HSA (HEALTH SAVING ACCOUNT) PLANS – Understanding the new phenomenon employers are flocking to.

  • Share:
  • facebook
  • linkedin
  • twitter

HSA (HEALTH SAVING ACCOUNT) PLANS - Understanding the new phenomenon employers are flocking to.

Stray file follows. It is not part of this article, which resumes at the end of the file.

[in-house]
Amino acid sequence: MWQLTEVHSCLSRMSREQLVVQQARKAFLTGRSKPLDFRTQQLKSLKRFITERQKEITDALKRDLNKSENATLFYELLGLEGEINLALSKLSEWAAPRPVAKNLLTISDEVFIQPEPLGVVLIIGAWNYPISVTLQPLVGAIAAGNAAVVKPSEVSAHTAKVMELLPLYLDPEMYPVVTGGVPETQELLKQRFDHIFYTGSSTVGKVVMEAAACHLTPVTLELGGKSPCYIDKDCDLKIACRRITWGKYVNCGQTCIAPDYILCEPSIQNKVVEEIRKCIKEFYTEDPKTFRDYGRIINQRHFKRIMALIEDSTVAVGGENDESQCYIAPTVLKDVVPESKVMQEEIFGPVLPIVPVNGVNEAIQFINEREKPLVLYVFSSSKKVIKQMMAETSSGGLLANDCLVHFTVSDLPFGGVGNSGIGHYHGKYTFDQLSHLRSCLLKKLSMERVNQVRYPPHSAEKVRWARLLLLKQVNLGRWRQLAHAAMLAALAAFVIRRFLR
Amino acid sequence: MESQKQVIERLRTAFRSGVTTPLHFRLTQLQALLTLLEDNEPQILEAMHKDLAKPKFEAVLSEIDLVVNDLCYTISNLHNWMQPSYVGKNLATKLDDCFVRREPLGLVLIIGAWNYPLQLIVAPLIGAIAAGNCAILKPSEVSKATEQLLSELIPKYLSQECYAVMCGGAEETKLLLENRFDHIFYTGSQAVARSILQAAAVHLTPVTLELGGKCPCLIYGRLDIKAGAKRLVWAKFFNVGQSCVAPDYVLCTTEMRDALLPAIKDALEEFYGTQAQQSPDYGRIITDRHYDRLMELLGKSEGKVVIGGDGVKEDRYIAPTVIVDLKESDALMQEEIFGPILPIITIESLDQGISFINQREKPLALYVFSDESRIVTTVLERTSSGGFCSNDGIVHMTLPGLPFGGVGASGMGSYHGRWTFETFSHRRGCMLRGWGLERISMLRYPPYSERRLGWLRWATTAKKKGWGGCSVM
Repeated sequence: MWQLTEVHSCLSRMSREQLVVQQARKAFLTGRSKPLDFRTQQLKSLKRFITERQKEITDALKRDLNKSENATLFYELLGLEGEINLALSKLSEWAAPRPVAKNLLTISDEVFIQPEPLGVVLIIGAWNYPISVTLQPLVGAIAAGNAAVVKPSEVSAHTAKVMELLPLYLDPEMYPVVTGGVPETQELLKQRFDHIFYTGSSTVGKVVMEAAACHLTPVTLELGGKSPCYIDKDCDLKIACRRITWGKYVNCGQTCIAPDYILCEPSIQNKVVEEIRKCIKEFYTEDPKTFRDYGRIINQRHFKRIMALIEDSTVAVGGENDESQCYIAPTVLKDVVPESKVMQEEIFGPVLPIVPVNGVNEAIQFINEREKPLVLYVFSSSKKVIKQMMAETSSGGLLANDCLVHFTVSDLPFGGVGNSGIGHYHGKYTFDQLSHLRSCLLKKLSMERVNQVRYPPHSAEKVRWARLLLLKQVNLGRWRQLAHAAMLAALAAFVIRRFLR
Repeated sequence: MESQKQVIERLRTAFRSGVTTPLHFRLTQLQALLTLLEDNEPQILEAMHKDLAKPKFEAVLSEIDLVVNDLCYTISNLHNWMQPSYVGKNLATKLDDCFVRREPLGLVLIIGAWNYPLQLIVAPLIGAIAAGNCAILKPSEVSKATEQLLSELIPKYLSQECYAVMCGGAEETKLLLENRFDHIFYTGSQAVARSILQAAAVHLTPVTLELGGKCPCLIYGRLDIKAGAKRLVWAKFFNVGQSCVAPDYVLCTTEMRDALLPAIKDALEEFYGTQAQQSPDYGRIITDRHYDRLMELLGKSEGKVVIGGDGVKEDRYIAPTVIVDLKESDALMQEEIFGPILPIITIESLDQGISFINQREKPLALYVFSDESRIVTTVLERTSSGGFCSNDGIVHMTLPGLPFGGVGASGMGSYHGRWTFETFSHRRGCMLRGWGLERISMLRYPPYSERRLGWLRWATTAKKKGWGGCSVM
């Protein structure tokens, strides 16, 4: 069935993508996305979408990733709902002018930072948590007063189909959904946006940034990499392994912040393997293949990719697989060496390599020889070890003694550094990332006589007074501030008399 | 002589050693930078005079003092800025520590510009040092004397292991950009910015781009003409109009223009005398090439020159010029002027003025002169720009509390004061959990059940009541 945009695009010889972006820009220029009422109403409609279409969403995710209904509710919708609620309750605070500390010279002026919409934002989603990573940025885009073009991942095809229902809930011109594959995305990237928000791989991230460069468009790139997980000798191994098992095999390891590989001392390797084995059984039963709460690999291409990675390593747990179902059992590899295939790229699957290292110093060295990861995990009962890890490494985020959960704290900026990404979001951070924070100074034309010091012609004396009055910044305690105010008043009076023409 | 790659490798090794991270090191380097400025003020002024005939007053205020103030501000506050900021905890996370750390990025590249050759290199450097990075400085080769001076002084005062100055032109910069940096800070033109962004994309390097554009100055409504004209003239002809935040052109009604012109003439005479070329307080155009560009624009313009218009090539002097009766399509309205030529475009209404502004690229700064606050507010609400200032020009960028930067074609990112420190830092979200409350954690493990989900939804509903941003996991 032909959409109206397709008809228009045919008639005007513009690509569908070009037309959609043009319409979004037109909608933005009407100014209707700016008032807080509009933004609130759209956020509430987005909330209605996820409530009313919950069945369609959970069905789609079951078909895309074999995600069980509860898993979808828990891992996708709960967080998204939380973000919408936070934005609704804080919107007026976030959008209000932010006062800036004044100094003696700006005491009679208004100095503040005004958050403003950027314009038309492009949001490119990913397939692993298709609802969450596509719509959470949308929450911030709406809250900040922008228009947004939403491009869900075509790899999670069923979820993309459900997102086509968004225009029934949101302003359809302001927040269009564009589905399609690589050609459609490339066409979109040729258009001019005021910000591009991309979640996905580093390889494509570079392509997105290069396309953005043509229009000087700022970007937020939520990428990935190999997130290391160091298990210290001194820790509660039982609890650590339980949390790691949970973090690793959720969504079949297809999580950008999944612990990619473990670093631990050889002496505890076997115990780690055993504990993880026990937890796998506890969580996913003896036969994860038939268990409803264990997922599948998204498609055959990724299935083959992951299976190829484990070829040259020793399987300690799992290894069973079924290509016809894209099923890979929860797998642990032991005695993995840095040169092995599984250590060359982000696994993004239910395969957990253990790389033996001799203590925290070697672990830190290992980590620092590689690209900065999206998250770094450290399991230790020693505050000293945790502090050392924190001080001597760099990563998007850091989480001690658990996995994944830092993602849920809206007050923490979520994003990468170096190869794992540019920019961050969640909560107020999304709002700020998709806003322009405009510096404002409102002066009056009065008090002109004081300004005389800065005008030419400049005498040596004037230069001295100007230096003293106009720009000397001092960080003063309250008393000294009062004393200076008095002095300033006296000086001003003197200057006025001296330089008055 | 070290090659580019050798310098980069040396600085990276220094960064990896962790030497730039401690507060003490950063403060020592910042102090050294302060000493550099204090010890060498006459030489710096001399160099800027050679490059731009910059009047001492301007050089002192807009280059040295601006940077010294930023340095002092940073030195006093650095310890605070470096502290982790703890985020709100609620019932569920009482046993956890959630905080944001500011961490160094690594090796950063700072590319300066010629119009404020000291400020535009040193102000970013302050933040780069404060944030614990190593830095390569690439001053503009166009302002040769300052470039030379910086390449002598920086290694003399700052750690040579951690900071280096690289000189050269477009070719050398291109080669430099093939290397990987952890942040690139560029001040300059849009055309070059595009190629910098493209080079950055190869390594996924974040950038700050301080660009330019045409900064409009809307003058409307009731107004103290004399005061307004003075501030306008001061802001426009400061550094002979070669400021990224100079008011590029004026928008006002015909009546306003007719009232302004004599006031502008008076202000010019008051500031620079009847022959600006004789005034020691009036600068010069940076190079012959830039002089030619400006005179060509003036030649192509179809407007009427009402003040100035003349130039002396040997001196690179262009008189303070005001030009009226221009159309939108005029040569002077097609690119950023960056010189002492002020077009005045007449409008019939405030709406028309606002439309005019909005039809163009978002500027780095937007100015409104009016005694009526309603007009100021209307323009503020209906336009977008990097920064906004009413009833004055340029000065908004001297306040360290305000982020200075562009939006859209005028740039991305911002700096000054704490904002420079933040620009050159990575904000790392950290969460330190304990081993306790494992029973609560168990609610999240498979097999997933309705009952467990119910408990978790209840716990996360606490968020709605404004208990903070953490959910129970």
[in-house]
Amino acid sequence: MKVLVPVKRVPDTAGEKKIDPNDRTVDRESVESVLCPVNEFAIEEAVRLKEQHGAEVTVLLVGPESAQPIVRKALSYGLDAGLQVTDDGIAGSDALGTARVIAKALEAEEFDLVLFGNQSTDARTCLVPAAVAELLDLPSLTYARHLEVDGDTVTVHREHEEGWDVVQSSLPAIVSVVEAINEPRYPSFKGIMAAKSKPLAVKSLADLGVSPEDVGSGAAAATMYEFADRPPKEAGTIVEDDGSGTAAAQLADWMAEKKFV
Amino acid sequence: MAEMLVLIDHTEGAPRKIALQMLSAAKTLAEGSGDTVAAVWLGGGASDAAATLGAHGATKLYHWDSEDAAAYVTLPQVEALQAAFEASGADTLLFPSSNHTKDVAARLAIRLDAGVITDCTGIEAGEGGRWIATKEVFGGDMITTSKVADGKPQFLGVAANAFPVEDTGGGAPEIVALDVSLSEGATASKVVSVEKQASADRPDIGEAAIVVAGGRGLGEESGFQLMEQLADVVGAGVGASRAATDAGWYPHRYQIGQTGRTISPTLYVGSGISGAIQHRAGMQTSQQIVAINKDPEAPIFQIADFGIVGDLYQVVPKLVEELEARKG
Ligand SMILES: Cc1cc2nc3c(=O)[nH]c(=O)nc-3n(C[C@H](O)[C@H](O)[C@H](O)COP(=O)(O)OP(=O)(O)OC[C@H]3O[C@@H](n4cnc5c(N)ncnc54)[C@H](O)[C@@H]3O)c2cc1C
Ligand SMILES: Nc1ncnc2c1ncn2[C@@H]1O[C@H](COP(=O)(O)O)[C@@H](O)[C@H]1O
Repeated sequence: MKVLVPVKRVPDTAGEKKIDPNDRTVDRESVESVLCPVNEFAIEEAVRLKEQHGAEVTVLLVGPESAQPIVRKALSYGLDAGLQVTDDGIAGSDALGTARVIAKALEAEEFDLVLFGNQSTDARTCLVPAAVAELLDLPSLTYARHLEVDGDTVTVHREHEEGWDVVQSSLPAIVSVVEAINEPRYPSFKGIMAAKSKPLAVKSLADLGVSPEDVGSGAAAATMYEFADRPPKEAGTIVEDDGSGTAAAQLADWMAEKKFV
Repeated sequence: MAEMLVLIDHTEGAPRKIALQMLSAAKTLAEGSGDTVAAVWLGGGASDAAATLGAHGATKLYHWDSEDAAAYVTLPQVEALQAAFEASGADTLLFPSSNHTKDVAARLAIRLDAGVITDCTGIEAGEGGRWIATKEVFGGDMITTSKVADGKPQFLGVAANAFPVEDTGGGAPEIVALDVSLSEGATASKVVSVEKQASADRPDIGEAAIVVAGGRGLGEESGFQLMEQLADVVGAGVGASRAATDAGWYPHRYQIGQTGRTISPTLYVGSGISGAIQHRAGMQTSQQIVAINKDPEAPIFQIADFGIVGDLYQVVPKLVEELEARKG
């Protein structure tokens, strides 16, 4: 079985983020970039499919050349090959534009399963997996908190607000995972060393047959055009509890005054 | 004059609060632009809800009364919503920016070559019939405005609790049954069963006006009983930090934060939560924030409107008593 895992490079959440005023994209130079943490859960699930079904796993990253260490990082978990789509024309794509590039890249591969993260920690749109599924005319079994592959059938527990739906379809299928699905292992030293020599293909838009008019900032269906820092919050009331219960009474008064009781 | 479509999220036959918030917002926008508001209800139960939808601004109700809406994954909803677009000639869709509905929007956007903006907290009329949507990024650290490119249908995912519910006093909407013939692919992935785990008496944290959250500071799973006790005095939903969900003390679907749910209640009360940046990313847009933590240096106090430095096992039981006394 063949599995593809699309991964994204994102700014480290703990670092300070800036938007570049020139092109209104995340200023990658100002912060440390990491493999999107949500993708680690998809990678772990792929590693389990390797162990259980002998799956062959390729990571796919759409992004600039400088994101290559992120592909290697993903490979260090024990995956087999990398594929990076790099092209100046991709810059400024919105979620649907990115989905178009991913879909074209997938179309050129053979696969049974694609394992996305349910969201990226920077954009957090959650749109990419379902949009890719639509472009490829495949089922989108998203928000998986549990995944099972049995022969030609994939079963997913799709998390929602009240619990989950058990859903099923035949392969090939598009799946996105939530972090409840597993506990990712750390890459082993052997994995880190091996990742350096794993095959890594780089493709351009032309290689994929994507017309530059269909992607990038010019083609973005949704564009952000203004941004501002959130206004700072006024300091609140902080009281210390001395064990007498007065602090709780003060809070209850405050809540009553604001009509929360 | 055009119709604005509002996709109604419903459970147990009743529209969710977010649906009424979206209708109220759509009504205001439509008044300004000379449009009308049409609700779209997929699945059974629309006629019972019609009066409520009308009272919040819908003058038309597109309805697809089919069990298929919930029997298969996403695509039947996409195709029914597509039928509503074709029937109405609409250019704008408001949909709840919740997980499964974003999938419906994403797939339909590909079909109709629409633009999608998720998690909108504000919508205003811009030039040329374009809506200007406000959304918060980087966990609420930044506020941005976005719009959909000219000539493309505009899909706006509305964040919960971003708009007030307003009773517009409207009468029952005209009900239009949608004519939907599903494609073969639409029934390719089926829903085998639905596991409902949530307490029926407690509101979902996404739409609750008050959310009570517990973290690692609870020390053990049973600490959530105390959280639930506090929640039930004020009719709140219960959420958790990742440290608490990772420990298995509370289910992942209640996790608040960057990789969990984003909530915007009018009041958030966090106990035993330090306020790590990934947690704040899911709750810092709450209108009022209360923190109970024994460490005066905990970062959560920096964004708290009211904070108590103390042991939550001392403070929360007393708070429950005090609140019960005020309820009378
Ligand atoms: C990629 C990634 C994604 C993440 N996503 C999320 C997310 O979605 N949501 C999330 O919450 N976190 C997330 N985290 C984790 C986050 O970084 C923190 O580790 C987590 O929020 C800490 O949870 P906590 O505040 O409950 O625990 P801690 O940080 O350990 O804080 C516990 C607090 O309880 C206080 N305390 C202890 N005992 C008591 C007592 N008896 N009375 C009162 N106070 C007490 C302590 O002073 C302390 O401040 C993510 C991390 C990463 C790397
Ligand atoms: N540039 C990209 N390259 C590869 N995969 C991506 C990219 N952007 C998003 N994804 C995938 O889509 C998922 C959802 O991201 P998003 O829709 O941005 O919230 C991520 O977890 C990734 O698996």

What is an HSA PLAN? HSA plans were authorized a few years ago as an option to help curtail healthcare costs. The idea is that you (or your employer) will purchase a plan with a high deductible, then fund part or all of that deductible and place you in charge of how and where you utilize the money. If you do not utilize all of the money, it will roll over into an IRA which can help fund your retirement. Who are they best suited for? If you rarely go to the doctor, you will likely fund your retirement using this vehicle. If you go frequently, you are likely to use up the fund, be subject to the balance of the deductible and then you will be funded by the insurance carrier. Types of plans Most are either PPO or HMO, which may have different requirements and different networks. By staying in the network, you usually have lower costs; since the network has a fee schedule that participating doctors must abide by. Since the fees are generally dictated, and not negotiated, you may find out that not everything is as it seems when going to the doctor, so be sure to check out your plan thoroughly and understand your benefits. Once you hit the deductible, your plan will either have a percentage of the total they pay until a maximum is reached or in some cases, a copayment like many plans we see today will kick in which you are responsible for each visit. Access to the deductible funds your employer has set aside. Many people new to HSA plans were used to going to the doctor, paying a copayment and then not caring much about the costs involved. HSA plans force you to be more involved with your care, with the recommendations of care and put you in charge of what you spend until the deductible since you are now spending your money, and not someone else's. This changes everything, since you are more responsible for your wellbeing and the choices for what you require will demand more thought from you. As a result, many people have put off procedures they may have had recommended. This sometimes results in people finding out that they never needed the procedure after all. Many people found this out during the recession. On the other hand, many people are also putting off needed procedures or interventions. In our office, this has resulted in more costly care as the problem became more chronic and more complicated. In some surgical offices, from speaking with surgeons, some people have put off needed procedures only to require more costly care later on, and possibly a life threatening condition that was preventable had it been handled up front. Many people are in plans that allow them to choose how the money is spent and more is being spent on complementary care providers such as chiropractors. It is amazing how HSA is changing the playing field. Do you go to the orthopedic for a knee problem and spend $300 for a consult, or see the chiropractor who looks at the mechanism that makes the knee hurt? These plans help to equalize the marketplace a bit. How to work successfully with the realities of the HSA plan 1. Know your benefits. To get the most out of this, your doctor will bill you first, and then your plan. It is your responsibility to make sure the services you received are billed and credited properly. You need to watch for claim denials as well, since the insurer may deny care that should be covered, in the same ways they do now and if you do finally hit the deductible, it is now your problem so be sure to watch the bills as they come in. 2. Whoever is in network means less, effective care means much more. Beware of snake oil salesmen in healthcare. These prey on the elderly, and recommend many procedures and older individual does not need. They also prey on those who are younger as well. Some of these are in network doctors so referral is usually a helpful way to ensure you are more likely to get the best care. Even with a referral, the care needs to make sense and you still need to be comfortable with the doctor. Often under HSA type plans, people feel free to use out of network providers. Sometimes this works out to be more affordable because the out of network provider is not willing to accept the often low reimbursement levels the plan allows for, especially is they offer a superior level of service. In the chiropractic realm, a doctor who resolves and offers a much better long term outcome in several visits, will in the long run be less expensive that the doctor who does the minimum under the current reimbursement constraints and requires twice the amount of visits and gets a poorer outcome. This is not unlike hiring a contractor for your home. Sometimes the lowest cost person will cut corners and leave you fixing problems created by their short cuts and in the end, you will pay more later eliminating any perceived value of the lower price. HSA plans force doctors to offer value because people are forced to become consumers, rather than take direction as they did for years under the previous system. The more you know about healthcare, the better your decision making will be and the better the likelihood you will receive the best and most cost effective care. 3. Know how the funding works. A will run medical office will likely ask you for a credit card, your benefits card or verify the way the plan is funded. In our office, we are finding many people have never had this explained to them and we do whatever is necessary to get them to understand their responsibilities. These are the most common scenarios; a. Funding cards - your employer may give you a debit card with the available funds for your care. They may on a plan with a $2500 deductible fund $2000. This means you have $2000 to spend. You may find out that you have to spend $500 before this funding is allowed. In other cases, you may find out that this funding is available immediately, and the final $500 is your responsibility. Speak with your employer or HR to fully understand your funding mechanism. b. Insurance funding - Your carrier may automatically take the funds and pay the doctor, except, they do most of the work and pay the in or out of network fees to the provider. This is the easiest plan for you, and your provider. If you have this type of plan, the insurance company administrates the funds. c. Personal responsibility - Some employers leave everything up to you. In these plans, most people find they have little direction and know they have a high deductible, but are not sure how to get the funds since they were never shown how. In order to make this work for you, you will have to collect all the explanation of benefits from all your doctor visits and submit them to the employer for reimbursement. They will reimburse you up to the amount they agreed to until you meet the deductible. At that point, you will pay either the percentage that your plan requires toward your care or the co pay as it is stated on your insurance card. Your doctor is likely to require you to pay them up front as you would any high deductible plan and it will be your responsibility to pay for the care and get reimbursed from your employer. The intended effect of these plans will hopefully be to create smarter healthcare consumers who are more engaged in their care thus slowing or reversing the current healthcare cost spiral. Unfortunately, it does not correct many of the inefficiencies they have created which make us all pay more, the biggest being how they have defunded primary care, forcing them to refer problems rather than spend the time to help troubleshoot them, as they did years ago. This has fueled the growth of specialty healthcare and taken us away from the holistic point of view that is necessary to cost effectively avoid unnecessary tests and referrals to more costly providers. Technology does not make up for good diagnostic manual skills. All medical providers also need to learn more about the musculoskeletal system. The growing use of chiropractors by the medical system has kept some costs in check, due to their holistic point of view, however, it is the authors view that chiropractors are quite underutilized with regards to problems in the musculoskeletal system which overlap many problems that present as organ system malfunctions, hence the huge amount of medical tests that come back negative. Let me know what you think. As always, I value your input.